Any given test plan and its contents vary widely depending on to who is doing the testing and what template is used. Test plans can be found anywhere on the web. They can be generic in nature or specific to a particular industry and have specific sections that are critical for regulatory or risk reasons. A test plan can also be seen as a strategy, while in some cases strategy is never considered. Sometimes test cases are included in a test plan.
We consider a test plan to be a document that outlines a path for the testing but excludes the test cases (which we like to keep in a database). The test plan often includes the following (not a comprehensive list):
- Test Approach
- Assumptions and Dependencies
- Risks and the Risk Plan
- Schedule and Resources
The Incredible Shrinking Test Plan
We’ve seen where one client invested a lot of time creating a test plan template for use within their organization. The template with various sections indicated what the contents of that section should include, however, if the section was irrelevant, a statement as to why it was inapplicable was to be noted. Under no condition was any section to be deleted. Unfortunately, one group misunderstood the importance of keeping ALL data and deleted any section they felt was unnecessary. They innacurately used the previous plan version as the template for the next one and so on. So every time a section was deleted it was lost forever. We used to refer to those plans as the The Incredible Shrinking Test Plan, it just got smaller and smaller.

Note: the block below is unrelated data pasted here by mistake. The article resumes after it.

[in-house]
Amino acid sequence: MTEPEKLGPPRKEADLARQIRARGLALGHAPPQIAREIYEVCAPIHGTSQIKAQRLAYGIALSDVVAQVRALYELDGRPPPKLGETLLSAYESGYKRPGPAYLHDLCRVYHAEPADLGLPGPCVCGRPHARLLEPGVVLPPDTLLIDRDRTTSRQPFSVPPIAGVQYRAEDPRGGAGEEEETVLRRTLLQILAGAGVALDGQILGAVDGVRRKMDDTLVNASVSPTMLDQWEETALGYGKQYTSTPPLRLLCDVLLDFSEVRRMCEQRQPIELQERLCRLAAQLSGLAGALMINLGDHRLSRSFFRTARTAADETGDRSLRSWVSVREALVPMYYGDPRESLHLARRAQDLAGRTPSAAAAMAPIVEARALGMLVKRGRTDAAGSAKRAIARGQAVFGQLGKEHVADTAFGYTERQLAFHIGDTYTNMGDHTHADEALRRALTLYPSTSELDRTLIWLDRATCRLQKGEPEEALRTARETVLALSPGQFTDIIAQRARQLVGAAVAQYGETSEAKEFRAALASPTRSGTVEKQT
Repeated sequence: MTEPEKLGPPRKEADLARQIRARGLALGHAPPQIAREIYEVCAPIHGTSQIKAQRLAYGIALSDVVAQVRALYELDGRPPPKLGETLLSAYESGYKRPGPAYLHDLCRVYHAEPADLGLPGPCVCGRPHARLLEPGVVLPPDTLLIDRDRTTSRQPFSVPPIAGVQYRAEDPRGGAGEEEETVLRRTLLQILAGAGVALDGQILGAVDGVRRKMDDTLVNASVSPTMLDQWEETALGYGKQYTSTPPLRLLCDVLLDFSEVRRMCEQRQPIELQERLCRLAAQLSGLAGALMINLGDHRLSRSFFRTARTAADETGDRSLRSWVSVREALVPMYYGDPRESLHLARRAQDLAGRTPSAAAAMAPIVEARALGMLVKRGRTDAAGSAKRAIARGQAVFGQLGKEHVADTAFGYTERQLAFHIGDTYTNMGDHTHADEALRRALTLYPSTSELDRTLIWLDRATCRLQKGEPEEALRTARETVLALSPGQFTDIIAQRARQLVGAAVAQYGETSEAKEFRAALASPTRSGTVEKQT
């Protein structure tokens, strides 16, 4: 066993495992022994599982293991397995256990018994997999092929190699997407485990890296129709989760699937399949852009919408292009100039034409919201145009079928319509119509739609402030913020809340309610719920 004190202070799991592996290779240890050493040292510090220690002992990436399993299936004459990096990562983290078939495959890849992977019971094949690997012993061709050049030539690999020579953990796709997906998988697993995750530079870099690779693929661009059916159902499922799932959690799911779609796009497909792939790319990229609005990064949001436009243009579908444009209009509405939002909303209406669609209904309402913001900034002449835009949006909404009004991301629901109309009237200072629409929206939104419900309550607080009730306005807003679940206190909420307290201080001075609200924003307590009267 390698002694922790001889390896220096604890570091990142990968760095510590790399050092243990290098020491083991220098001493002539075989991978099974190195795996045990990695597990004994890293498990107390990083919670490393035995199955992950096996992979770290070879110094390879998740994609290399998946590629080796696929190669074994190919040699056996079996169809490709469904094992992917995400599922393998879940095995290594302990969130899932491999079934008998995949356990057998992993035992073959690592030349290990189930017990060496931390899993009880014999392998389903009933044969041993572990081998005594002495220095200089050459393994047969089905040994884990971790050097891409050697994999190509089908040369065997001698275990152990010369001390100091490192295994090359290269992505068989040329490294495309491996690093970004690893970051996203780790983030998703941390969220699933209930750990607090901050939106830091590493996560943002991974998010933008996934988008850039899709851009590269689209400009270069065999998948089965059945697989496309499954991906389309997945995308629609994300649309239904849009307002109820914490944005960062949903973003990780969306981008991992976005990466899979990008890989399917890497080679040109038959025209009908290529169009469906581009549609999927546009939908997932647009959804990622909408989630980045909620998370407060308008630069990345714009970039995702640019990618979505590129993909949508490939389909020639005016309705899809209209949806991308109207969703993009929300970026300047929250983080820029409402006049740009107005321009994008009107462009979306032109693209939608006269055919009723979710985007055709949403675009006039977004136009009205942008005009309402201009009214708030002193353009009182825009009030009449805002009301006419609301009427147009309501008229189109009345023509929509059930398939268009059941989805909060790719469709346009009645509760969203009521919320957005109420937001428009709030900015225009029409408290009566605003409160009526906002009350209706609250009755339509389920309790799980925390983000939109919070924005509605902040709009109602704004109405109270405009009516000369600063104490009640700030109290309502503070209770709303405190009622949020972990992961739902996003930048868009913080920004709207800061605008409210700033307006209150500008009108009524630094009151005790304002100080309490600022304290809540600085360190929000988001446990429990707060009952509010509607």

- Do you write test plans?
- If you use a template, do you have trouble filling it out?
- Do you get test plans reviewed by the relevant stakeholders?
- Are they approved at any point?
- What is your experience in how well they test what you need to test?
And most importantly: Do you ever review them after the project is over and see how well you adhered to the initial outline?
Next Week: Assessments – How